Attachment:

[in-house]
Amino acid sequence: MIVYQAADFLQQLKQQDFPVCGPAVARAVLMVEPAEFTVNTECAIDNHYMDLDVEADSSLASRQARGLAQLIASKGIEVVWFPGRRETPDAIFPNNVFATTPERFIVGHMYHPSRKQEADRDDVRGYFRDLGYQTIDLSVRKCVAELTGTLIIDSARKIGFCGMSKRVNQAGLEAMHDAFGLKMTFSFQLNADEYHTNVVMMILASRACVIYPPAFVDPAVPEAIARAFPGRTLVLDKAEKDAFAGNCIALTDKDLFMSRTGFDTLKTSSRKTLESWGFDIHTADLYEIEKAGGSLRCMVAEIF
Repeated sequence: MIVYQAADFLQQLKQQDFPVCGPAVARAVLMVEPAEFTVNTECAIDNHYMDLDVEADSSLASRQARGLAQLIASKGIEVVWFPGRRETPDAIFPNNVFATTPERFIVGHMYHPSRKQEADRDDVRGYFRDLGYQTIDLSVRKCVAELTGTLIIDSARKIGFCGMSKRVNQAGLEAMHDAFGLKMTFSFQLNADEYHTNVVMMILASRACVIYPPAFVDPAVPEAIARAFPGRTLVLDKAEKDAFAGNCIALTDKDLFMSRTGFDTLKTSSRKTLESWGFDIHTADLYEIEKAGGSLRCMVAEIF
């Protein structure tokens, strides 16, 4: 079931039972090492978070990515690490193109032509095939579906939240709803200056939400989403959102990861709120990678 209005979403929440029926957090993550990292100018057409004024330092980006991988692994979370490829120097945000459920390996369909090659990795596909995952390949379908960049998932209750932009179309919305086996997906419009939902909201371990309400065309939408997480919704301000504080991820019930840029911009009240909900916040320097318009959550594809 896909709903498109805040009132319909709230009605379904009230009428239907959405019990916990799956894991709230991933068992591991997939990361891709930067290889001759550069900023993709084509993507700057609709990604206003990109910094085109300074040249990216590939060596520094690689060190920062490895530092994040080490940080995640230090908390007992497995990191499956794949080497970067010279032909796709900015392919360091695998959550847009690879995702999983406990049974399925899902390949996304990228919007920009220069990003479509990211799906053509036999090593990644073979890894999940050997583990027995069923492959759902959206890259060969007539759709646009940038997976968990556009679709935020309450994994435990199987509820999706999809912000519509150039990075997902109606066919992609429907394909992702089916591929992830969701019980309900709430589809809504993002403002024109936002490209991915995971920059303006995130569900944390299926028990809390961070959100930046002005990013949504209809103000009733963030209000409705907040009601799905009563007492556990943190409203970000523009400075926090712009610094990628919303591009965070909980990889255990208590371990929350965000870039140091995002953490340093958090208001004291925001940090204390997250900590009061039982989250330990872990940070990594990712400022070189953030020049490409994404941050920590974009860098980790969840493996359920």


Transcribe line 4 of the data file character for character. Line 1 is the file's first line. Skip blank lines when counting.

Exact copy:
């Protein structure tokens, strides 16, 4: 079931039972090492978070990515690490193109032509095939579906939240709803200056939400989403959102990861709120990678 209005979403929440029926957090993550990292100018057409004024330092980006991988692994979370490829120097945000459920390996369909090659990795596909995952390949379908960049998932209750932009179309919305086996997906419009939902909201371990309400065309939408997480919704301000504080991820019930840029911009009240909900916040320097318009959550594809 896909709903498109805040009132319909709230009605379904009230009428239907959405019990916990799956894991709230991933068992591991997939990361891709930067290889001759550069900023993709084509993507700057609709990604206003990109910094085109300074040249990216590939060596520094690689060190920062490895530092994040080490940080995640230090908390007992497995990191499956794949080497970067010279032909796709900015392919360091695998959550847009690879995702999983406990049974399925899902390949996304990228919007920009220069990003479509990211799906053509036999090593990644073979890894999940050997583990027995069923492959759902959206890259060969007539759709646009940038997976968990556009679709935020309450994994435990199987509820999706999809912000519509150039990075997902109606066919992609429907394909992702089916591929992830969701019980309900709430589809809504993002403002024109936002490209991915995971920059303006995130569900944390299926028990809390961070959100930046002005990013949504209809103000009733963030209000409705907040009601799905009563007492556990943190409203970000523009400075926090712009610094990628919303591009965070909980990889255990208590371990929350965000870039140091995002953490340093958090208001004291925001940090204390997250900590009061039982989250330990872990940070990594990712400022070189953030020049490409994404941050920590974009860098980790969840493996359920």